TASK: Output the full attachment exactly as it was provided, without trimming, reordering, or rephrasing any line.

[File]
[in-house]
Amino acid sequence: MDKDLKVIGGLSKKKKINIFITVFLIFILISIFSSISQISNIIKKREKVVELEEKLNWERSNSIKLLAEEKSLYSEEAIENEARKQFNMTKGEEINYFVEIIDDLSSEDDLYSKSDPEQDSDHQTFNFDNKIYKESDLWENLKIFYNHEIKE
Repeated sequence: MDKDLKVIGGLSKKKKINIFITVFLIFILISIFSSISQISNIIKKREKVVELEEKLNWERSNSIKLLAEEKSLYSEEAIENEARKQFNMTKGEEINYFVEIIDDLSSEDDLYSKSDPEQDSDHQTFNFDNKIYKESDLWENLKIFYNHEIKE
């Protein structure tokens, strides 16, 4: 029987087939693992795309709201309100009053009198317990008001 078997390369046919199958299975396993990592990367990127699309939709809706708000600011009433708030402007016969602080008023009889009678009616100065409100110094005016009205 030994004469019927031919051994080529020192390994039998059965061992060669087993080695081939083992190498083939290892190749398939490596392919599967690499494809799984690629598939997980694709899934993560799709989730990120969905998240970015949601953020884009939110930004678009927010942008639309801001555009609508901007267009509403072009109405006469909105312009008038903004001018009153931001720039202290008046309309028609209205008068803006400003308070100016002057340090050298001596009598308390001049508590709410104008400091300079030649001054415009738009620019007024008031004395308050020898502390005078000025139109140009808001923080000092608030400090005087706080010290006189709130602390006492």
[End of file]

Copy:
[in-house]
Amino acid sequence: MDKDLKVIGGLSKKKKINIFITVFLIFILISIFSSISQISNIIKKREKVVELEEKLNWERSNSIKLLAEEKSLYSEEAIENEARKQFNMTKGEEINYFVEIIDDLSSEDDLYSKSDPEQDSDHQTFNFDNKIYKESDLWENLKIFYNHEIKE
Repeated sequence: MDKDLKVIGGLSKKKKINIFITVFLIFILISIFSSISQISNIIKKREKVVELEEKLNWERSNSIKLLAEEKSLYSEEAIENEARKQFNMTKGEEINYFVEIIDDLSSEDDLYSKSDPEQDSDHQTFNFDNKIYKESDLWENLKIFYNHEIKE
């Protein structure tokens, strides 16, 4: 029987087939693992795309709201309100009053009198317990008001 078997390369046919199958299975396993990592990367990127699309939709809706708000600011009433708030402007016969602080008023009889009678009616100065409100110094005016009205 030994004469019927031919051994080529020192390994039998059965061992060669087993080695081939083992190498083939290892190749398939490596392919599967690499494809799984690629598939997980694709899934993560799709989730990120969905998240970015949601953020884009939110930004678009927010942008639309801001555009609508901007267009509403072009109405006469909105312009008038903004001018009153931001720039202290008046309309028609209205008068803006400003308070100016002057340090050298001596009598308390001049508590709410104008400091300079030649001054415009738009620019007024008031004395308050020898502390005078000025139109140009808001923080000092608030400090005087706080010290006189709130602390006492």